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A Fanfare for the Common Man
on 11 January 2004
Pollard's "Seven Ages of Britain" explores British history from the perspective of the common people, describing what it might have been like to live in each of "seven ages" from the end of the last ice age until the beginning of the Industrial Revolution. The focus is not on royalty or battles (which are usually mentioned only in passing) but on the homes that people lived in, what they ate, how they farmed, who they married, what they believed in, how they celebrated and how their lives were changed during the great "ages" of British history. The settings include the end of the last ice age and the resulting formation of the English Channel, the prehistoric settlement of the British Isles, the Roman conquest, the Dark Ages, the Norman conquest, the Black Death and its aftermath, the Reformation and the beginning of the Industrial Revolution.
The book includes many interesting tidbits that make history come alive for the reader. Pollard explains, for example, that the difference between the Anglo-Saxon words "pig" and "cow" and the Norman French words "pork" and "beef" represents the gulf between conquered and conqueror. The Anglo-Saxons worked their farms for the benefit of the Normans, so we inherited their words for living animals; the Normans enjoyed the produce of their Anglo-Saxon tenants, and so we retained their words for the animals' meat. The observation is illuminating, and it provides a useful bit of trivia for conversation over cocktails.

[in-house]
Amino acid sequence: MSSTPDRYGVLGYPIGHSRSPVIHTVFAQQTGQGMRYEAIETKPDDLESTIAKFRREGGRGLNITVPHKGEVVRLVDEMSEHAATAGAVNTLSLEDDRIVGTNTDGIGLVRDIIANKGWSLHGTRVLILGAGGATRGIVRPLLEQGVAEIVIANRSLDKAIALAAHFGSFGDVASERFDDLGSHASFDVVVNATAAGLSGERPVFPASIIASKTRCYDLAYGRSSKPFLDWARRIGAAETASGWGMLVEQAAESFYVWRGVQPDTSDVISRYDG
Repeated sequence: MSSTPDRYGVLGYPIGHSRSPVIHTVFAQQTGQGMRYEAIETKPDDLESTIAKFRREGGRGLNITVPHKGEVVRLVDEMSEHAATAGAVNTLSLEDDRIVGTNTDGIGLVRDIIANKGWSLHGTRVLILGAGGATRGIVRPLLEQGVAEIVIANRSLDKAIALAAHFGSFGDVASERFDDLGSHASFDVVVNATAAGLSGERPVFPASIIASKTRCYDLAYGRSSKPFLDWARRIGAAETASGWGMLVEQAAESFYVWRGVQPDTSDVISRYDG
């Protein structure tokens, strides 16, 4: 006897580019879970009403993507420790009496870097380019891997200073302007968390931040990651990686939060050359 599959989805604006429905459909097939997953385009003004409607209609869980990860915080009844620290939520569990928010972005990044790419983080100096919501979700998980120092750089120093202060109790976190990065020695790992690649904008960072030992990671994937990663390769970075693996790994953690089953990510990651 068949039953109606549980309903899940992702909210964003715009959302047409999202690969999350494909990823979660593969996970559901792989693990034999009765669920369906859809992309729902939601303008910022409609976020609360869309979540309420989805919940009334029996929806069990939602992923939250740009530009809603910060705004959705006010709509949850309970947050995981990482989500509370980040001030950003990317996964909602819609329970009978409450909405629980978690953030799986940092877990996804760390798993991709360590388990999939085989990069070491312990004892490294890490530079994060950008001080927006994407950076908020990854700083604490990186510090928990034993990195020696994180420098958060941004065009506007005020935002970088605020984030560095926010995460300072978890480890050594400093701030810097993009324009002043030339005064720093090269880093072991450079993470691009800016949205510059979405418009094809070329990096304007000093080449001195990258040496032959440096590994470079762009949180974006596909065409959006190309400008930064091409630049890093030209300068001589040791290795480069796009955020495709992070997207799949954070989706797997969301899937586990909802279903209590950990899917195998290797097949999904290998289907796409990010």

If you enjoy Pollard's book, you might want to consider a few other works that stress the history and experiences of the common people, including Lacey and Danziger's "The Year 1000: What Life Was Like at the Turn of the First Millennium"; Danziger & Gillingham's "1215: The Year of Magna Carta"; and Julian Richards' "Meet the Ancestors: Unearthing the Evidence that Brings us Face to Face with the Past."